What is Project Big Picture? How will it affect Premier League and EFL clubs?
Football supporters in England were stunned at reports revealing some Premier League clubs are set to suggest radical overhauls of both the finances and the power structure of the national game.
Here, we take a look at “Project Big Picture” in its entirety - and what it could mean for the Premier League and EFL.
What is being proposed in Project Big Picture and what could it mean?
Project Big Picture, devised by Liverpool and Manchester United, advocates fundamental reform of the game - and would change football as we know it.
The plans would see “big” clubs control the running of the top flight in return for redistributing greater funding down the football pyramid.
EFL chairman Rick Parry has publicly endorsed the change which would involve Football League clubs taking 25% of future Premier League deals.
That would see an end to parachute payments.
These changes would be accompanied by further reforms shrinking the Premier League to 18 places, with the nine longest-serving top-flight clubs given preferential votes.
There would only be two automatic promotion places from the Championship with the third, fourth and fifth-placed teams entering a play-off with the side that finishes 16th in the Premier League.
It is also being proposed that the 60-year old League Cup, and the Community Shield, are scrapped.
How would Project Big Picture distribute wealth further down the pyramid?
Under the new proposals, the Premier League would grant the EFL an advanced £250m bailout.
That would mean the EFL would collectively negotiate its broadcast deals with the Premier League going forward
A further £100m would also be given to the FA, £55m of it to cover some of the governing body’s losses during the pandemic
Once running costs were taken out, the EFL would then take a quarter share of future broadcasting revenues.
In return, the top flight’s “long-term shareholders” would be afforded voting rights which would enable any six of them to pass and veto certain new rules.
This, according to the EFL, would include the ability to approve TV deals and enforce changes to “cost control rules and regulations”.
The clubs could also veto proposed new club owners and prevent changes to the current distribution of broadcast revenues.
Which teams would currently count as long-term shareholders?
Unsurprisingly, Manchester United and Liverpool would become part of a new-look elite, having played in the Premier League since its inception.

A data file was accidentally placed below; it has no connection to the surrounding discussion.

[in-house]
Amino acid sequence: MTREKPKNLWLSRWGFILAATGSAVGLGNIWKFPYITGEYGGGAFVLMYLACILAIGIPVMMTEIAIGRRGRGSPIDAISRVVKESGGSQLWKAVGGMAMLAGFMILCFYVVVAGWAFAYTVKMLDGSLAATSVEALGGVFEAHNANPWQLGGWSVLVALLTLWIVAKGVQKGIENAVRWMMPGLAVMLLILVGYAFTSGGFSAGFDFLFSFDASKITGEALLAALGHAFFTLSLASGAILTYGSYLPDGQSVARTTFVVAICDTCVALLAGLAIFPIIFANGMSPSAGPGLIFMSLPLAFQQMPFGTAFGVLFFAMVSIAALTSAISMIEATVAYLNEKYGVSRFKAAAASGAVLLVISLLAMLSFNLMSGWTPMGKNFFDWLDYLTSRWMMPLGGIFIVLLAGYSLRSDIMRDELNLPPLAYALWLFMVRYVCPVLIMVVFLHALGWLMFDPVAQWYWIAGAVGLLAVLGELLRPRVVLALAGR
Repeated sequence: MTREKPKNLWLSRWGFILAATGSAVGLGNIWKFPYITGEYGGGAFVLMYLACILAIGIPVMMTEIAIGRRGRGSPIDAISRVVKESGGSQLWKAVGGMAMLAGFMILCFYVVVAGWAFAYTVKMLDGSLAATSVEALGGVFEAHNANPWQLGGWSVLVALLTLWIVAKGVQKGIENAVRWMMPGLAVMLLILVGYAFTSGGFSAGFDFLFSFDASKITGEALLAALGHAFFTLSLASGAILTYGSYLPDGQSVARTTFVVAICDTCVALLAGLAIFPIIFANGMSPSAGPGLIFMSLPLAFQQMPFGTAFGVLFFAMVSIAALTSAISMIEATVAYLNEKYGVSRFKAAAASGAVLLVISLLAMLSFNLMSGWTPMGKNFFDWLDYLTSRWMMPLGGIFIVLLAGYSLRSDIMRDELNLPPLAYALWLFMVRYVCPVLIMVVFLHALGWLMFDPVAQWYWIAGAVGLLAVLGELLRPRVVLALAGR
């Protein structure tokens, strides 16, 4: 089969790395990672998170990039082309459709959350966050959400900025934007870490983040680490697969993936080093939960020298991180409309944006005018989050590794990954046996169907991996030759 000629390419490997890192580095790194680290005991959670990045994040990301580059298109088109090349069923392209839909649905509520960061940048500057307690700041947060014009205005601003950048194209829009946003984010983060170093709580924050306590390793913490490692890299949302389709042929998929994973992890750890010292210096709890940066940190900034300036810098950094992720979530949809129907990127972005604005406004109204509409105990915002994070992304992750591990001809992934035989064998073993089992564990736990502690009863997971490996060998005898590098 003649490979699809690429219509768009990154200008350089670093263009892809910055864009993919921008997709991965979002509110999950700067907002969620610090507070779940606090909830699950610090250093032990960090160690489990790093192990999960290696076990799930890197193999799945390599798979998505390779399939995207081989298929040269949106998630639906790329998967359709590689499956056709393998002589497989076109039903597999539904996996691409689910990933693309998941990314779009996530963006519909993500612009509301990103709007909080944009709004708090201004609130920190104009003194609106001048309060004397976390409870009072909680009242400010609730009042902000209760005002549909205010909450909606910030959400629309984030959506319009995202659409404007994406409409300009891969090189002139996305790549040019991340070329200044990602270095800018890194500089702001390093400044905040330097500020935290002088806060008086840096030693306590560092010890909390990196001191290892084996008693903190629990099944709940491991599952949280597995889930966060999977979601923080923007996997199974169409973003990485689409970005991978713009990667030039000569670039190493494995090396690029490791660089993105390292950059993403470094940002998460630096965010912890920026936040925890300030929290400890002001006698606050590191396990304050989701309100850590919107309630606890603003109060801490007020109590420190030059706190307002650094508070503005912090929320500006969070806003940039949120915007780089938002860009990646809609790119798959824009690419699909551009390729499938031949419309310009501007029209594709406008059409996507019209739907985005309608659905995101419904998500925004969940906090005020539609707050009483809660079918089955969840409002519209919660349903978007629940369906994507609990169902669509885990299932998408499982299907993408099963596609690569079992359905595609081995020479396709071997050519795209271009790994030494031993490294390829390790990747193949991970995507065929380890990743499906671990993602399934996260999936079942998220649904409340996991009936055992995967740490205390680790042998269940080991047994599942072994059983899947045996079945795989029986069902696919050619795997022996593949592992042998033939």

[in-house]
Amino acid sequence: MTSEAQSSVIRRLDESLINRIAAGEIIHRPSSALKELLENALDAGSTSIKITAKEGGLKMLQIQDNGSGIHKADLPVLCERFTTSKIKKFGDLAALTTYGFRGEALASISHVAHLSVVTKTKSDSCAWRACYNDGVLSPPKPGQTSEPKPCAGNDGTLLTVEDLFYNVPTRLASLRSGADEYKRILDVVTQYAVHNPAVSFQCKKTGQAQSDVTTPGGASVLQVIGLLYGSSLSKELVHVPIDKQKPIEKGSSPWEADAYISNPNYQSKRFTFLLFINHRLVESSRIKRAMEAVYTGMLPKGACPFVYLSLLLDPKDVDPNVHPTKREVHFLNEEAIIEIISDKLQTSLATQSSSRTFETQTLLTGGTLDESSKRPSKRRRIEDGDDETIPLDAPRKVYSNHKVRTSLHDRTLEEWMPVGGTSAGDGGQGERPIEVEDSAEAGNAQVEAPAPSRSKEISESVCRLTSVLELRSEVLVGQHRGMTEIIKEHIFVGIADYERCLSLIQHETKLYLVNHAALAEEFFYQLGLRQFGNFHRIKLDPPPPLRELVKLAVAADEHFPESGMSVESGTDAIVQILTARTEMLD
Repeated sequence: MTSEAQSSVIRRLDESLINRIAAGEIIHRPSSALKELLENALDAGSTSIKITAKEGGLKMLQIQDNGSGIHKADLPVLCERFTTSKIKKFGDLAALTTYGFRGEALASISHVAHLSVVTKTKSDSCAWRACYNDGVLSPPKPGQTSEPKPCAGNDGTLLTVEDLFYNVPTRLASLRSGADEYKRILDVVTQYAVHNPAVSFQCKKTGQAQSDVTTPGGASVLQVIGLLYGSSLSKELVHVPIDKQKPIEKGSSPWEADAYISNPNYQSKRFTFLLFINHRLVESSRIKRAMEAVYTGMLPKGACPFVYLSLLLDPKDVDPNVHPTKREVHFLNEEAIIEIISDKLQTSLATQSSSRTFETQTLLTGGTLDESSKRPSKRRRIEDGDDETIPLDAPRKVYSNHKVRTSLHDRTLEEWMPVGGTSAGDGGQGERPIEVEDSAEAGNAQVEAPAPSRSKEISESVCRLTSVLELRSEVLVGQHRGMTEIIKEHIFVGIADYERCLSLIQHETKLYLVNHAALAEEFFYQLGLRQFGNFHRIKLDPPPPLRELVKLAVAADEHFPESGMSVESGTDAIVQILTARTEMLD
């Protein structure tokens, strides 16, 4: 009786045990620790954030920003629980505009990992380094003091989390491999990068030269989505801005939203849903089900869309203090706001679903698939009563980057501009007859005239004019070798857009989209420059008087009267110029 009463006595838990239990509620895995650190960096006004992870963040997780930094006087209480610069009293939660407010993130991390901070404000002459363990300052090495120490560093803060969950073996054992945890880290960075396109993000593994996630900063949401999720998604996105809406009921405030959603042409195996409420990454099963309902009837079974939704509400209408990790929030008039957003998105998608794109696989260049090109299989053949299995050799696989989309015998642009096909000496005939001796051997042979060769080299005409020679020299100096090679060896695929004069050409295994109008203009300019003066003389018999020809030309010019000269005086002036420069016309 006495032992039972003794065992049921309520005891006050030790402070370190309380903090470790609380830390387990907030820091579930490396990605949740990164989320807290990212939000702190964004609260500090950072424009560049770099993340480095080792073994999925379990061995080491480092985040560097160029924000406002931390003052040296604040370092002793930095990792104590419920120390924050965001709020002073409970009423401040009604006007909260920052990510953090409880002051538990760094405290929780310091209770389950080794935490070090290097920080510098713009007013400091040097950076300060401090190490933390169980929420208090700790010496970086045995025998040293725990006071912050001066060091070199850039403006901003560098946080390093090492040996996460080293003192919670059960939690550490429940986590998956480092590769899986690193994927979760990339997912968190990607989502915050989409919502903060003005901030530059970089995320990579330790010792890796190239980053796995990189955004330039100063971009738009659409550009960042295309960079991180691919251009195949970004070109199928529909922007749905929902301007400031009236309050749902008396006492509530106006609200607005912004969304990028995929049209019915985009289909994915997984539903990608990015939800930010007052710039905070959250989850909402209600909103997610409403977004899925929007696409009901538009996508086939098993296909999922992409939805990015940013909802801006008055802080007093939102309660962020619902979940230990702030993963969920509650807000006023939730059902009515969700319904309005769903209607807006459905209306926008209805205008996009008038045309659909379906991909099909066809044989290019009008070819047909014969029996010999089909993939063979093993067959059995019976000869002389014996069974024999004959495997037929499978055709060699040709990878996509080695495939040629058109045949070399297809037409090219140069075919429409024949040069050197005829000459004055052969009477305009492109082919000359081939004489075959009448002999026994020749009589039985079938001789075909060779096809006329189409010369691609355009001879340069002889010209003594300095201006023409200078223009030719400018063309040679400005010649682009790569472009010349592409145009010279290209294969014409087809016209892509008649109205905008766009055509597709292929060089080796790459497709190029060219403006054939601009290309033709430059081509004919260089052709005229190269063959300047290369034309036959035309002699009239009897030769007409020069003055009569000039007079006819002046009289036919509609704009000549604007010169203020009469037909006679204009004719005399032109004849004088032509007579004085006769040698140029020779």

Chelsea, Tottenham, Arsenal and Everton have also managed to remain in the Premier League since its 1992 beginning and would form part of the long-term shareholders.
Manchester City Southampton and West Ham would complete the nine as the three longest-serving Premier League teams outside of the ‘big six’.
Are Premier League and EFL clubs in agreement over Project Big Picture?
Several reports suggest as many of 14 of the 20 top-flight clubs were unaware of Project Big Picture before it was leaked to the Daily Telegraph.
Moreover, the league said the plan could have “a damaging impact on the whole game” and called for it to be discussed via “the proper channels”.
There is also a feeling of disappointment from the majority of the Premier League with Parry’s public involvement in the plan – leaving many angry at the actions of the EFL chairman.
However, a number of EFL clubs are said to be behind the initiative which could create conflict moving forward.
What is the government saying about Project Big Picture?
For months, the Premier League, EFL and the Department for Digital, Culture, Media and Sport have been in negotiations for months over a potential £250m bailout of the structure following the financial impact of Covid-19 on football clubs.
Indeed, a government spokesman on Sunday described Project Big Picture as a “backroom deal” that would “create a closed shop at the very top of the game”.
What does EFL chairman Rick Parry have to say in defence of the proposal?
“Project Big Picture provides a new beginning which will revitalise the football pyramid at all levels,” Parry said in defence of the plan.
“This new beginning will reinvigorate clubs in the lower leagues and the communities in which they are based.
“This is about building on what is good and making the most of what works well in order to benefit the game as a whole, while simultaneously tackling those issues which trouble all of us.
“This is a blueprint for the future of English football and for everyone who cherishes it.”
Responding to the government’s intervention, Parry said: “The merits of the idea still shine through.
“It is absolutely about saving the pyramid. So I frankly find it really difficult to reconcile our thoughts on this with the government’s position. But it’s not going to deter us.”